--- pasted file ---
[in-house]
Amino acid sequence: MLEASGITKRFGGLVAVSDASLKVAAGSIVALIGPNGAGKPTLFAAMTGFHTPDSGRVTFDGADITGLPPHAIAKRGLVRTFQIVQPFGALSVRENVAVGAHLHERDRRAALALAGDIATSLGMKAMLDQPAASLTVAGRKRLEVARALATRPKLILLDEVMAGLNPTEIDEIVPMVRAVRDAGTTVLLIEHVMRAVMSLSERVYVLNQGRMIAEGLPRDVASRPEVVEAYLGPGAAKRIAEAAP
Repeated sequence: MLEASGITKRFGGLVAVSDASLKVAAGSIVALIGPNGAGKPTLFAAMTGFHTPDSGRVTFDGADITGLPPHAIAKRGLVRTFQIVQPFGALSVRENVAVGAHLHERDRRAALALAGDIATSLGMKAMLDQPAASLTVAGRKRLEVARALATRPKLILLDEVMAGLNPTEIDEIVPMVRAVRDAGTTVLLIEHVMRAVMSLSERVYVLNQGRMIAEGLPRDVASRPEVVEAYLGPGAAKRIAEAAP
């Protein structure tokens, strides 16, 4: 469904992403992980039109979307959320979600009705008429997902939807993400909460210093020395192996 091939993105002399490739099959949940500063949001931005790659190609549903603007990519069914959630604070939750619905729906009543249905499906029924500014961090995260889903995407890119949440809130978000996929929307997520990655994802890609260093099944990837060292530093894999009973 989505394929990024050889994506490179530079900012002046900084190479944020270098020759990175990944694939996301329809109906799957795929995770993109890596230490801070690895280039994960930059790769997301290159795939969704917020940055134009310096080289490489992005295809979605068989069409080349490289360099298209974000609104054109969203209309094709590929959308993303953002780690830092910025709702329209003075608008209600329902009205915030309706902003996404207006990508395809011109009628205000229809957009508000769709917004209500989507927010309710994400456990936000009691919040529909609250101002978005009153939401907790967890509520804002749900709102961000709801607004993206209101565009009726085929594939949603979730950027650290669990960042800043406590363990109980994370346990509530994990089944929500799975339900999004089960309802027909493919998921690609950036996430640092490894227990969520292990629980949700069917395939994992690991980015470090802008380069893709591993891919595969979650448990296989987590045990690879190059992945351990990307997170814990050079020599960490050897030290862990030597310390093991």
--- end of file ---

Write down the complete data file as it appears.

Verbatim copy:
[in-house]
Amino acid sequence: MLEASGITKRFGGLVAVSDASLKVAAGSIVALIGPNGAGKPTLFAAMTGFHTPDSGRVTFDGADITGLPPHAIAKRGLVRTFQIVQPFGALSVRENVAVGAHLHERDRRAALALAGDIATSLGMKAMLDQPAASLTVAGRKRLEVARALATRPKLILLDEVMAGLNPTEIDEIVPMVRAVRDAGTTVLLIEHVMRAVMSLSERVYVLNQGRMIAEGLPRDVASRPEVVEAYLGPGAAKRIAEAAP
Repeated sequence: MLEASGITKRFGGLVAVSDASLKVAAGSIVALIGPNGAGKPTLFAAMTGFHTPDSGRVTFDGADITGLPPHAIAKRGLVRTFQIVQPFGALSVRENVAVGAHLHERDRRAALALAGDIATSLGMKAMLDQPAASLTVAGRKRLEVARALATRPKLILLDEVMAGLNPTEIDEIVPMVRAVRDAGTTVLLIEHVMRAVMSLSERVYVLNQGRMIAEGLPRDVASRPEVVEAYLGPGAAKRIAEAAP
């Protein structure tokens, strides 16, 4: 469904992403992980039109979307959320979600009705008429997902939807993400909460210093020395192996 091939993105002399490739099959949940500063949001931005790659190609549903603007990519069914959630604070939750619905729906009543249905499906029924500014961090995260889903995407890119949440809130978000996929929307997520990655994802890609260093099944990837060292530093894999009973 989505394929990024050889994506490179530079900012002046900084190479944020270098020759990175990944694939996301329809109906799957795929995770993109890596230490801070690895280039994960930059790769997301290159795939969704917020940055134009310096080289490489992005295809979605068989069409080349490289360099298209974000609104054109969203209309094709590929959308993303953002780690830092910025709702329209003075608008209600329902009205915030309706902003996404207006990508395809011109009628205000229809957009508000769709917004209500989507927010309710994400456990936000009691919040529909609250101002978005009153939401907790967890509520804002749900709102961000709801607004993206209101565009009726085929594939949603979730950027650290669990960042800043406590363990109980994370346990509530994990089944929500799975339900999004089960309802027909493919998921690609950036996430640092490894227990969520292990629980949700069917395939994992690991980015470090802008380069893709591993891919595969979650448990296989987590045990690879190059992945351990990307997170814990050079020599960490050897030290862990030597310390093991």